Men's T-Shirt "Festum Rattorum"
Men's T-Shirt "Festum Rattorum"
$46
U.S.A.
Available
quantity
Артикул: SB-TS2006
Цвет: Коричневый
T-shirt with the image of the Plague Doctor with rats called "Festum Rattorum" (lat. Rat Feast). T-shirt boiled with the effect of medieval mud and fetidly deadly plague stench. Black rats are depicted on the back, from which the pandemic of the plague began, and as a result, some of the carriers of the plague. Raging rats sitting on turtles near the waste stream - well convey the atmosphere of that era. Gloomy atmospheric design, torn edges and the effect of artificial aging give this T-shirt an unforgettable brutal style.
Material: 100% cotton. Application is very high quality and does not feel to the touch. T-shirt boiled at 90 degrees - after washing does not sit down. It is recommended to wash at a temperature not exceeding 40 degrees, you can iron.
Description:
The plague doctor (German Pestarzt, Italian physici epidemeie) is the definition of a doctor established in medieval and Renaissance Europe, whose main responsibility was the treatment of patients with bubonic plague, or "black death", especially during epidemics. Since the 17th century, a distinctive feature of the plague doctors has become a special protective suit with an original "nosy" mask resembling a bird's beak. Due to their specific appearance, as well as the mystical halo attached to them, the plague doctors had a significant impact on European culture, expressed, in particular, in the appearance of the corresponding character in the Italian Comedy del Arte and the famous Venetian mask resembling a doctor’s mask.

Some plague healers wore a characteristic protective suit. In its final form, the costume of the plague doctor appeared only in 1619, when the French physician Charles de Lorm (English) was Russian. (fr. Charles de Lorme) offered a complete set of protective clothing for doctors dealing with patients with plague. Until this time, a single protective suit did not exist, and the plague doctors wore a variety of clothes, as evidenced by graphic sources.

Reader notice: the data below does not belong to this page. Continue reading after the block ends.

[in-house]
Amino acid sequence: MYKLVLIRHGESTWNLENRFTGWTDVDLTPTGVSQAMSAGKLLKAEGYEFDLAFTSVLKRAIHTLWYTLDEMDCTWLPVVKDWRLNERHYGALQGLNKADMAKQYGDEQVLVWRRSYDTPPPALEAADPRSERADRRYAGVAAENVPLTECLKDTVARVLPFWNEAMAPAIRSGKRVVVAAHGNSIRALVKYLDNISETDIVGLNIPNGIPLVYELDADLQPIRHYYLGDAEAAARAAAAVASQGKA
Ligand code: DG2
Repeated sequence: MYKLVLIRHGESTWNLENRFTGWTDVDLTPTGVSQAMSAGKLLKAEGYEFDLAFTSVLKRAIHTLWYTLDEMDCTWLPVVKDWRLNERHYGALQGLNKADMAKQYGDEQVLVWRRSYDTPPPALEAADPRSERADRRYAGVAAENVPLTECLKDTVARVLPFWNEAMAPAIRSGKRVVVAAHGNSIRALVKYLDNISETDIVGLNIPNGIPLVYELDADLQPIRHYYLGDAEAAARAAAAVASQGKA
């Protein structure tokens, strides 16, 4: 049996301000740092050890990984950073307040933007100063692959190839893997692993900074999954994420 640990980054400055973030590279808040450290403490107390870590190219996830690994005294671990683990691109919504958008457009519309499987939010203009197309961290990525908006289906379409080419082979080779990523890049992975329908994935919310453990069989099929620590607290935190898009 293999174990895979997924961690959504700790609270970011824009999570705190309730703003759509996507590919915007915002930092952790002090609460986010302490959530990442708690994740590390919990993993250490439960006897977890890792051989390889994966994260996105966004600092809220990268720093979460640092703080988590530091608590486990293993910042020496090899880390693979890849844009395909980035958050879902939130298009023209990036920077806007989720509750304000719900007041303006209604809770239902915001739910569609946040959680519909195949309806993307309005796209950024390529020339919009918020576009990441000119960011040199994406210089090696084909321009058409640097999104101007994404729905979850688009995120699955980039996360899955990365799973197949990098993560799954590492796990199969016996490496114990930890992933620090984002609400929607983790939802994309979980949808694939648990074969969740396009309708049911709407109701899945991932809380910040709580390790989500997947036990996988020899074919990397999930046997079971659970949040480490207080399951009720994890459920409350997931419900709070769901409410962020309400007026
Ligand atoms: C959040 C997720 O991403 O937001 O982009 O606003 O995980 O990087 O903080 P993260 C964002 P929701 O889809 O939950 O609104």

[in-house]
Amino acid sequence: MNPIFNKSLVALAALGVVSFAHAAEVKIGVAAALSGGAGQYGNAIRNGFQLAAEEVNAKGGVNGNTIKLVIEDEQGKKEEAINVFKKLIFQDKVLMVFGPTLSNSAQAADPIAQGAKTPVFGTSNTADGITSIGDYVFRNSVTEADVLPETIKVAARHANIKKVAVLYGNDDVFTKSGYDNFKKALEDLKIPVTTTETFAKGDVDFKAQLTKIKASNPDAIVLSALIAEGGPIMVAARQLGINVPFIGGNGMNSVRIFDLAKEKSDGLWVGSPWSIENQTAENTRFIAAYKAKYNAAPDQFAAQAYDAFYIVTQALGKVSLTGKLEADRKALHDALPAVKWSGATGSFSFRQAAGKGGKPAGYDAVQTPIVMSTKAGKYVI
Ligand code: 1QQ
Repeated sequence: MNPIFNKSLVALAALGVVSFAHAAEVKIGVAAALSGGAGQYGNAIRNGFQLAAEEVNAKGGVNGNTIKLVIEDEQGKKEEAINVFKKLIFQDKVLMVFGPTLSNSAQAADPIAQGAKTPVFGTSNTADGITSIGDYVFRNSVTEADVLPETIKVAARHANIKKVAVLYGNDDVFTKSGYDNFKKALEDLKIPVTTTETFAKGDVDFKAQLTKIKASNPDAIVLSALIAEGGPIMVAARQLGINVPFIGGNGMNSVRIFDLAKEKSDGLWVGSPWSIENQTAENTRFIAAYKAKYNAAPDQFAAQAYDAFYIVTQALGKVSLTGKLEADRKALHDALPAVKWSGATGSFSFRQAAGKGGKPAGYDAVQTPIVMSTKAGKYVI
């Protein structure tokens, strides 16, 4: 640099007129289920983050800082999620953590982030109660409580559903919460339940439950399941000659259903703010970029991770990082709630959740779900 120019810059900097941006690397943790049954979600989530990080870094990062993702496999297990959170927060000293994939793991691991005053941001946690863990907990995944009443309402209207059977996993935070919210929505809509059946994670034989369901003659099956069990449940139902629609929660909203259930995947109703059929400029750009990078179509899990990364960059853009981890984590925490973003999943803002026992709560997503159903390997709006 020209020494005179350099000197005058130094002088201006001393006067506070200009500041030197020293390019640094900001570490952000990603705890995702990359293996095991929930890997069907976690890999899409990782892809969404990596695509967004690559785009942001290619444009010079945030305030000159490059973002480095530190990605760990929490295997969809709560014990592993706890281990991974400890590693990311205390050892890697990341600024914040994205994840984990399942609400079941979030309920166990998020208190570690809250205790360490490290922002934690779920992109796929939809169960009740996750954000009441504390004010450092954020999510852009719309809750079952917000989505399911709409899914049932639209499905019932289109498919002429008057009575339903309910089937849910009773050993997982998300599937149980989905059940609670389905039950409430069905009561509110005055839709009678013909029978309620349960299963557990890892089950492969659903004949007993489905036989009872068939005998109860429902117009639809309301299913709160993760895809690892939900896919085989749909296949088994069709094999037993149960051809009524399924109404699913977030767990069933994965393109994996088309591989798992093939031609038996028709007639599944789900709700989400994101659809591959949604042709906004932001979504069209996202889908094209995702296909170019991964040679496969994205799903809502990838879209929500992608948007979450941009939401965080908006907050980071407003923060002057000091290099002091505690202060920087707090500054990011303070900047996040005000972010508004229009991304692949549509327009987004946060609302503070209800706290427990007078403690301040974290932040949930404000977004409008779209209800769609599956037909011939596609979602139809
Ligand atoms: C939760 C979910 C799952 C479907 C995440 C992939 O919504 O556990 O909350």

The costume proposed by de Lorm was made with an eye on the light armor leather armor. In addition to the characteristic “beaky” mask, it included a long coat from neck to ankles, a raincoat, tight pants, gloves, boots and a hat. All elements of the costume were made of waxed leather or, at worst, from a rough canvas soaked in wax.

It was believed that a mask with a beak, giving the doctor the appearance of an ancient Egyptian deity, frightens off the disease. But the beak also had a functional load: it protected the doctor from the "pathogenic smell", that is, it was a prototype of modern respirators. The beak or its tip was filled with strongly smelling medicinal herbs, which facilitated breathing with a constant plague stench. And since the plague doctor constantly chewed garlic for prevention, the beak protected others from the garlic smell. In addition, the doctor placed incense on a special sponge in the nostrils and ears. So that he himself would not suffocate from all this bouquet of smells, there were two small ventilation holes in the beak. Like gas masks of the twentieth century, the mask had glass inserts that protect the eyes. A long cloak soaked in wax and leather or oiled cloth made of thick fabric were needed to avoid physical contact with the bodies of infected people and corpses.
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